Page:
By Marie Griffin, Director Content Strategy, KidBacker
Imagine an average class of ninth graders watching a video on the plastic bottling industry and its impact on the environment. Now imagine that one of those teens is not only paying attention, but also starting to wonder how he can help solve this problem.
That teenager is Benjamin Stern. Sparked by a combination of a documentary he saw in school and the detergent pods his mother used in the laundry, Benjamin’s idea was to replace plastic bottles with an environmentally friendly and waste-free delivery system for personal care products.
After realizing that his product, now known as the Nohbo ball, was particularly well suited to replacing the travel-size bottles found in hotels around the world, Benjamin set his sights on transforming the hotel industry before moving on to other markets. Nohbo balls promise to save hoteliers money, cut down on truck emissions (because they are lighter and less bulky to transport), satisfy travelers’ needs in a novel way, and eliminate the need for an untold number of the tiny plastic bottles that are piling up in landfills and the ocean.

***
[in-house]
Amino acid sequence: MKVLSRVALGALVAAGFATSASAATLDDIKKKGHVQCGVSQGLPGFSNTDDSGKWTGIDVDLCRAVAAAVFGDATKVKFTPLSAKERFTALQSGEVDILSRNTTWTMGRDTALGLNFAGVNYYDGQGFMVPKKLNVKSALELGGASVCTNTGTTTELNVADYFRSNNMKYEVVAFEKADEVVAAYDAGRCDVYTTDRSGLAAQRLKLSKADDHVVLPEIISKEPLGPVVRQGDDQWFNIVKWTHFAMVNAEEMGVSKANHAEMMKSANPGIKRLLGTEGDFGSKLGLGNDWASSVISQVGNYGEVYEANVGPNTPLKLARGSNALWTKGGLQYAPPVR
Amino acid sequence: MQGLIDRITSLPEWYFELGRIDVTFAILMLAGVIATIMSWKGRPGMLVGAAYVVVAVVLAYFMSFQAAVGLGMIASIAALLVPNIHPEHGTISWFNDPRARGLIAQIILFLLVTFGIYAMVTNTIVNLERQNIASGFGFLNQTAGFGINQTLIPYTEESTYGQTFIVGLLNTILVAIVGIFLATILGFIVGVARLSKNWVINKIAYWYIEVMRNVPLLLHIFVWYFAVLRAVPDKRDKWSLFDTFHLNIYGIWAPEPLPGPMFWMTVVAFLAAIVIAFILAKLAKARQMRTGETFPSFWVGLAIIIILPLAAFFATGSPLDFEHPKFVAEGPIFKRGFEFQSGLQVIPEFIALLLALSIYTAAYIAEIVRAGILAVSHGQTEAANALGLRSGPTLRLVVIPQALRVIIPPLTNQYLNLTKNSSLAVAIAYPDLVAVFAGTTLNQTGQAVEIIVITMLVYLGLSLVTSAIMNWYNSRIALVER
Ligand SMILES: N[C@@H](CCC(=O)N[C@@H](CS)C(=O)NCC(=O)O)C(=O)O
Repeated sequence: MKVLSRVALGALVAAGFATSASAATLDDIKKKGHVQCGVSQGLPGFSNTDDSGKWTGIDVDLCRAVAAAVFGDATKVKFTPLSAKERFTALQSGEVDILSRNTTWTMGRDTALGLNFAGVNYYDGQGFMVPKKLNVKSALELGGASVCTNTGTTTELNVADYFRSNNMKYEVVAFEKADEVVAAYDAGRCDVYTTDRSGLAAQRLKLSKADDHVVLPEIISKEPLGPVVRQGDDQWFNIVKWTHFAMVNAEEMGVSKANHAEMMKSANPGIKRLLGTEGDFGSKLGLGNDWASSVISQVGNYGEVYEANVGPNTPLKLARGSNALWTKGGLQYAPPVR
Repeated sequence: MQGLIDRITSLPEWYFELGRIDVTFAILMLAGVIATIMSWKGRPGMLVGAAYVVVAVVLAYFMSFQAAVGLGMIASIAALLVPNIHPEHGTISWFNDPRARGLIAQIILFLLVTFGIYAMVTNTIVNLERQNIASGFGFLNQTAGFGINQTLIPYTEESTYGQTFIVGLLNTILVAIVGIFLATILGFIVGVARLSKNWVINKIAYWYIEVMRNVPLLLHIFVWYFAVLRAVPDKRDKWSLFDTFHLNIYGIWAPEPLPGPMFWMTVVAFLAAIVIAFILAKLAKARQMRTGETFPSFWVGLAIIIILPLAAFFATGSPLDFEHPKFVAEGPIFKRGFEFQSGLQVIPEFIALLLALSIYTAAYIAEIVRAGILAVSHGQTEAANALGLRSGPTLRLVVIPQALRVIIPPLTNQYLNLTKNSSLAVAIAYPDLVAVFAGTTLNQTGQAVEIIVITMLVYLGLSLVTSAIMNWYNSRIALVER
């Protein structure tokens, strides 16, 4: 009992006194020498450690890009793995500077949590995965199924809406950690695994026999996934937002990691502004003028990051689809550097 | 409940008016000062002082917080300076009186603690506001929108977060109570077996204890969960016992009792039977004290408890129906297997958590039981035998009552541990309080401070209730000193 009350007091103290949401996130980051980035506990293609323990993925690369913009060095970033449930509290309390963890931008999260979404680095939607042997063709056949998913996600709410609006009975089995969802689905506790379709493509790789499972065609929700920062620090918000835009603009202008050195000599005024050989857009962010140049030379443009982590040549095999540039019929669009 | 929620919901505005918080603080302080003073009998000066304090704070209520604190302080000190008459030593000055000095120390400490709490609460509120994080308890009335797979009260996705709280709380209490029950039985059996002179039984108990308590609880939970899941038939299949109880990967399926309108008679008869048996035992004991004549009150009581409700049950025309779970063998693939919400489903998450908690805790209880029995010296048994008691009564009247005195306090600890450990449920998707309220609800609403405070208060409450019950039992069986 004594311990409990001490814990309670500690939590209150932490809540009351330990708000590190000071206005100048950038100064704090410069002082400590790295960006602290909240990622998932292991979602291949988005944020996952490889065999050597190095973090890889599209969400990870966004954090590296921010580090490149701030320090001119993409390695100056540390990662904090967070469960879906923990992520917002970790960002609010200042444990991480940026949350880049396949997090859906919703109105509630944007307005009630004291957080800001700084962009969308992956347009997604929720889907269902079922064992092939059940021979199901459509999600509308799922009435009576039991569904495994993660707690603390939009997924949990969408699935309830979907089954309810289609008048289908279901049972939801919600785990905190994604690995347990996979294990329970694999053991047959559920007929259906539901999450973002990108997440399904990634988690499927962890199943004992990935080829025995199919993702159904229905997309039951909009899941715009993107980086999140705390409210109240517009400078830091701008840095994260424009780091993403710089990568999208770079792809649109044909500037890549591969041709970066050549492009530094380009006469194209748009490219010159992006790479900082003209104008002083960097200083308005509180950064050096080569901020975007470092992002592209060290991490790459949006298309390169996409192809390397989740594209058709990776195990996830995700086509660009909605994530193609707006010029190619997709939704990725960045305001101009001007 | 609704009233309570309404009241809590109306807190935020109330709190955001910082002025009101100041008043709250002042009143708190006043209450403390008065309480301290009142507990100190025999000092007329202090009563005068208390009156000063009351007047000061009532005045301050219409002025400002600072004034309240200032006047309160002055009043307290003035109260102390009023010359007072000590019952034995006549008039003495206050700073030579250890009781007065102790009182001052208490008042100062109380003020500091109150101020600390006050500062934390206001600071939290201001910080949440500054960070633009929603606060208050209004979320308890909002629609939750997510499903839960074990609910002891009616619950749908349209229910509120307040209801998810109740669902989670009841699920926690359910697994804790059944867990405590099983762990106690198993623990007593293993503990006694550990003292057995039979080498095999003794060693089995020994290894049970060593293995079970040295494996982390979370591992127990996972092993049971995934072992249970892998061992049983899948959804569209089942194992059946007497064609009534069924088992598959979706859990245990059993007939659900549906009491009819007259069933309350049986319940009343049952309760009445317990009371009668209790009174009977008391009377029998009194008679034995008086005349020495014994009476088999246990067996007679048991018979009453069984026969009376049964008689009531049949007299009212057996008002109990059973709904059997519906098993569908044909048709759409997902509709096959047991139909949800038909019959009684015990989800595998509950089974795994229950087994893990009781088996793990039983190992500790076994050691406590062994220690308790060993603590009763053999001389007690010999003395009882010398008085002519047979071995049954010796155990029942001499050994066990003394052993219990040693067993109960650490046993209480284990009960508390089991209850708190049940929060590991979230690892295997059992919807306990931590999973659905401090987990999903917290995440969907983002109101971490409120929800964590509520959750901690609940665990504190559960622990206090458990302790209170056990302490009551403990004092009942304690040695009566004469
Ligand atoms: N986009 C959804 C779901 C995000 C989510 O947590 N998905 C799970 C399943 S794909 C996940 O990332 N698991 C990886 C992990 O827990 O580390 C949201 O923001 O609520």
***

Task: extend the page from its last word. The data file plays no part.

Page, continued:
By the time he was 15, Benjamin had developed his idea far enough to file for multiple patents, hired a chemist to turn his vision into a groundbreaking product-delivery system, and formed a company called Nohbo LLC, where he is CEO.
One year after formally starting his company, Benjamin is 16 and getting ready to implement his plan to get Nohbo balls into hotel rooms. He also plans to sell Nohbo balls filled with shampoo, conditioner, body wash, and shaving cream directly to consumers through his website.
Benjamin’s company and story have already been introduced to the hotel industry through websites Green Lodging News and Hotel Business. Here, he shares his experiences and hopes as a teen entrepreneur with KidBacker.
KidBacker: Please tell KidBacker readers how Nohbo got started.
Benjamin Stern: After watching a documentary covering the ins and outs of the plastic bottling industry, I saw my mom using laundry detergent tablets and, eureka, the idea came to me that hair products and body washes could be delivered the same way. I did research and realized there wasn’t anything like that on the market. I asked myself, ‘Why can’t I create it?’